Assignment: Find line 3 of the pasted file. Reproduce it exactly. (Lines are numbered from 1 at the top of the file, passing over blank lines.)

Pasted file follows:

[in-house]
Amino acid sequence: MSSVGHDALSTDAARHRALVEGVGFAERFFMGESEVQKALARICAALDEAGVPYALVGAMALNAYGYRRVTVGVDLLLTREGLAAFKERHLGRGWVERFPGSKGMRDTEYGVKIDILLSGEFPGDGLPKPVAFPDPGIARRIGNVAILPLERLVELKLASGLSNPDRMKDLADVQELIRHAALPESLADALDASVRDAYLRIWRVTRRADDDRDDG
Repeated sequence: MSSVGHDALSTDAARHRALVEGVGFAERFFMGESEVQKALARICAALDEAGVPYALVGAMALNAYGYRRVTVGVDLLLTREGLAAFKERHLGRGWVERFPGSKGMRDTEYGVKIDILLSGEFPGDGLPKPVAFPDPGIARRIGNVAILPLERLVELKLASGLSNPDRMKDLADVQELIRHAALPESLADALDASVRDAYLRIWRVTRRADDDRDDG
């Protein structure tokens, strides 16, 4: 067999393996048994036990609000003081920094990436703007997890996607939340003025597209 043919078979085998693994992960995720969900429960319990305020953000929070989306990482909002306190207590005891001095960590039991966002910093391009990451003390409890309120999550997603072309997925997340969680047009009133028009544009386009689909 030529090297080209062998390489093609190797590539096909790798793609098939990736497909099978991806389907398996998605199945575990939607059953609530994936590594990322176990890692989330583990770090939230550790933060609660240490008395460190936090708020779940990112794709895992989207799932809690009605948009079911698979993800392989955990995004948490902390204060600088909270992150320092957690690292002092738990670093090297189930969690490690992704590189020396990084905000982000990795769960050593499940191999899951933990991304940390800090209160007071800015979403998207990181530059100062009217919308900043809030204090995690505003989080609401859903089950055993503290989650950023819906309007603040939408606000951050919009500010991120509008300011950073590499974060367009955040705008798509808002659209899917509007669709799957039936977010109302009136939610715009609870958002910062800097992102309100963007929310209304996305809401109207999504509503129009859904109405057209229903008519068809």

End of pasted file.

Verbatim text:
Repeated sequence: MSSVGHDALSTDAARHRALVEGVGFAERFFMGESEVQKALARICAALDEAGVPYALVGAMALNAYGYRRVTVGVDLLLTREGLAAFKERHLGRGWVERFPGSKGMRDTEYGVKIDILLSGEFPGDGLPKPVAFPDPGIARRIGNVAILPLERLVELKLASGLSNPDRMKDLADVQELIRHAALPESLADALDASVRDAYLRIWRVTRRADDDRDDG